About the Fellowship
MLAC created the Bart J. Gordon Memorial Fellowship to improve access to justice for people who face linguistic or cultural barriers to attaining legal assistance.
The Bart Gordon Fellowship funds two one-year positions (with an option to renew for a second year) for recent law school graduates at legal aid organizations funded by MLAC. Civil legal aid organizations identify potential fellowship projects and submit proposals to MLAC. MLAC awards a fellowship to two legal aid organizations, which then each recruit and hire a fellow—usually the fall before the start of the fellowship year. If you are interested in becoming a Bart Gordon Fellow, you should contact an eligible legal aid organization in the year before your potential fellowship to discuss ideas for a project. For additional information on the Bart Gordon Fellowship, contact Patricia Swansey at email@example.com.
Bart J. Gordon was a Springfield attorney and a founding member of the MLAC Board of Directors. This fellowship program was renamed in his honor after his passing in 1995.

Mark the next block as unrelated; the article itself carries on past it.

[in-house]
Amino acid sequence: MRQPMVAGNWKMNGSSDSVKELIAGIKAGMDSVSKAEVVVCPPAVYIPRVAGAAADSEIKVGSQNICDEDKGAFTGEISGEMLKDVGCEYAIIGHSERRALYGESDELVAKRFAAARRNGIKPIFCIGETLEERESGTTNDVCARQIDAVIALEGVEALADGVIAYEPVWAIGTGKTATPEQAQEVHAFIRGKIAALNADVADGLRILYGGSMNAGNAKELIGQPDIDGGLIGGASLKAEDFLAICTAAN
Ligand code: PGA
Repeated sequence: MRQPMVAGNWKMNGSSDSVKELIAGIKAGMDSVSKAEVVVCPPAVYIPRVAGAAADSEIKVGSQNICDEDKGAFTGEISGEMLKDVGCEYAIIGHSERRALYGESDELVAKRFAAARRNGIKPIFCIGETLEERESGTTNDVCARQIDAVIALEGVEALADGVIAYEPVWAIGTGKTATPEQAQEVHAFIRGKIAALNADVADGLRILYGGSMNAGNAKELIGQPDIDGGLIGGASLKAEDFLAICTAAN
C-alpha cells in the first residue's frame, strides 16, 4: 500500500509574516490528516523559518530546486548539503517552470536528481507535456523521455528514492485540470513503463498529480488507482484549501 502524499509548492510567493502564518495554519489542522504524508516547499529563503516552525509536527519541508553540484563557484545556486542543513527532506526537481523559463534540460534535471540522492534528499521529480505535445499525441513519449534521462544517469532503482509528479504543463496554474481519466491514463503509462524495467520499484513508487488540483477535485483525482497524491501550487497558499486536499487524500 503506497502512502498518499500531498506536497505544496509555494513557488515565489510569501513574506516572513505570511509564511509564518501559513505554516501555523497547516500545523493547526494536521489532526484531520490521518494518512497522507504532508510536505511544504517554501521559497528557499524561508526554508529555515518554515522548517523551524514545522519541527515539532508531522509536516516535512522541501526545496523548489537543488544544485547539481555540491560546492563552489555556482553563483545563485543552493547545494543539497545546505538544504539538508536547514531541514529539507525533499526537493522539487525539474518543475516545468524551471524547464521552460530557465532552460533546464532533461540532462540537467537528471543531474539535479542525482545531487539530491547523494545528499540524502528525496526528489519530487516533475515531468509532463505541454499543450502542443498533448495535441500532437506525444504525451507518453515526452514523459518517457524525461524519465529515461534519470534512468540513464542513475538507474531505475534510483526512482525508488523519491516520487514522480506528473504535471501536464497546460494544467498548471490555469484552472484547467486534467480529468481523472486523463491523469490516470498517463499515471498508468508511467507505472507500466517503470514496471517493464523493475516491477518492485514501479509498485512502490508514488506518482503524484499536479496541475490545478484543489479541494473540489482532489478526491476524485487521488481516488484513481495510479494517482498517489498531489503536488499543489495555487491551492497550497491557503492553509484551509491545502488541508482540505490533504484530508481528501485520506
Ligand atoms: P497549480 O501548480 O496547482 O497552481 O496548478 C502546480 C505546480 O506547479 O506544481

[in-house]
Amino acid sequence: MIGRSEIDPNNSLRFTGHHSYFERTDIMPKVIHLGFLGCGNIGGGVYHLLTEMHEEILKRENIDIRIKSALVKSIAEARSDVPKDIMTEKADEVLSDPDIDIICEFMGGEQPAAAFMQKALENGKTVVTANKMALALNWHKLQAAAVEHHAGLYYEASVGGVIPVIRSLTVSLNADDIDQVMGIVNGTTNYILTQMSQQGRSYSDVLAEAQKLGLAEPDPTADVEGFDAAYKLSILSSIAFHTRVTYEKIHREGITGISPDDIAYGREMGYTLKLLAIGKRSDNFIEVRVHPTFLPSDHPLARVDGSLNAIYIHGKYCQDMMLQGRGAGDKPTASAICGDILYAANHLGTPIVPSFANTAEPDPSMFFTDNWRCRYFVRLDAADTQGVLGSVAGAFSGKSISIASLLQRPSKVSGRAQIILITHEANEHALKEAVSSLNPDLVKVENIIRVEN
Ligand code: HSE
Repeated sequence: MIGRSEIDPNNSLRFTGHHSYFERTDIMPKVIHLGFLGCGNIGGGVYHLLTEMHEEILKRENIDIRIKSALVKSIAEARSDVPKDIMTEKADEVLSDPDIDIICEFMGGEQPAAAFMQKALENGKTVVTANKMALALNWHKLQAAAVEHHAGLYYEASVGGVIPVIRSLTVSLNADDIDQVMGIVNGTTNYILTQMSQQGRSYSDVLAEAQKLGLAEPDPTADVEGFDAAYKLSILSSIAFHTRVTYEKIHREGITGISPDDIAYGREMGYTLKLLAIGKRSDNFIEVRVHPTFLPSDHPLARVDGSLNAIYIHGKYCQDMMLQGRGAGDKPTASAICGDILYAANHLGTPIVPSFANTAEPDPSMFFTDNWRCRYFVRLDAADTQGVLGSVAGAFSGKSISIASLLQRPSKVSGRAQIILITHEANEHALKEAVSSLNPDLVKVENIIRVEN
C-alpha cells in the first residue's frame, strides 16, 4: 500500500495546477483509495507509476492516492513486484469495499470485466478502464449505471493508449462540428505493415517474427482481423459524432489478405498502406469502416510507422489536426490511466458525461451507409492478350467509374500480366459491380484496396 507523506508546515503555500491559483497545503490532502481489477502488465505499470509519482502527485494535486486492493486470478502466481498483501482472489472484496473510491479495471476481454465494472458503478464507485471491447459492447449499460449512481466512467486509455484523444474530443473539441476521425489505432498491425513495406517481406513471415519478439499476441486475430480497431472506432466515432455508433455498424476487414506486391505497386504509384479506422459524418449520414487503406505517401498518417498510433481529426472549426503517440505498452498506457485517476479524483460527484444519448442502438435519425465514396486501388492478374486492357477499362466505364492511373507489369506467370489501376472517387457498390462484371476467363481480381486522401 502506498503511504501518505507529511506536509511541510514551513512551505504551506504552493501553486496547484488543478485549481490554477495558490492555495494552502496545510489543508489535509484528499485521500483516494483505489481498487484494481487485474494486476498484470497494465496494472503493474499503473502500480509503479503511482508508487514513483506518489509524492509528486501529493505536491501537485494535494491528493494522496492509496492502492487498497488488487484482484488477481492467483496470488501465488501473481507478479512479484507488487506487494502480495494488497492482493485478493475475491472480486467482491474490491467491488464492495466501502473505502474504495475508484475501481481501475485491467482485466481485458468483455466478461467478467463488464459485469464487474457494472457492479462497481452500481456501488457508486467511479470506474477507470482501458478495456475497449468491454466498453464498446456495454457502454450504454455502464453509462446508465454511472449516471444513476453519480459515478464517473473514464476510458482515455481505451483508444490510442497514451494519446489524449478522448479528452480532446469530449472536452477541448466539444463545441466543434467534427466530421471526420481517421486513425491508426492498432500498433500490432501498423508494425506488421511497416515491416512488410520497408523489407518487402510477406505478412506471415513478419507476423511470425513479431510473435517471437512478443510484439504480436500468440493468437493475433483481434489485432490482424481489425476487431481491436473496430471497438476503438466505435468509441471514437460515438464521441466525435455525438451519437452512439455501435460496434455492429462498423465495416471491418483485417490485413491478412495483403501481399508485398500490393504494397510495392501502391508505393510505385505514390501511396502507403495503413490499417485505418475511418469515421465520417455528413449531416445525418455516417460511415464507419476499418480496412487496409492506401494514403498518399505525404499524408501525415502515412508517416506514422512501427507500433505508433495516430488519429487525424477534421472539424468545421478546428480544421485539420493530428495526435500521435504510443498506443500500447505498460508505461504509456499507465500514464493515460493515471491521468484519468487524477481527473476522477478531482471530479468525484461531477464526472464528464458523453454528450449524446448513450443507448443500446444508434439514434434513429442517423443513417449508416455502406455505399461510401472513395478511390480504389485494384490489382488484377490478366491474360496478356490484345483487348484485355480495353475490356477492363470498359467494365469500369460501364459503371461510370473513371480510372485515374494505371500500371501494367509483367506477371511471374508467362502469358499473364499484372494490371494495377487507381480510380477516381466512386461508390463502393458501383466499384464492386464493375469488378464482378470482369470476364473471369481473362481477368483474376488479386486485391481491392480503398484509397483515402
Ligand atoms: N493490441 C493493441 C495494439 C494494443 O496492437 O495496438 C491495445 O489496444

Below are examples of past projects
One fellow worked with South Coastal Counties Legal Services’ education unit to address practices and policies in local school districts that adversely affect children with disabilities, students of color, and other individuals. They analyzed data to identify specific policy problems, strengthened SCCLS’ connections with parents and community groups to ensure the voices of those impacted were heard, and represented students at risk of being excluded from school.
Another fellow represented persons with mental illness living in institutions and also investigated systemic legal issues within local communities of color in Boston while working at the Center for Public Representation. This fellow primarily represented African American men—the majority of whom were homeless—within the Metro Boston Inpatient Units and the Lemeul Shattuck Hospital to ensure that their rights were protected. After their fellowship, the fellow was hired as a permanent staff attorney at the Disability Law Center.
Another fellow worked on MetroWest Legal Services’ Wage and Hour Project, where they often represented undocumented residents who were victims of wage theft. By ensuring that workers received the wages owed them, they helped families and individuals maintain financial stability.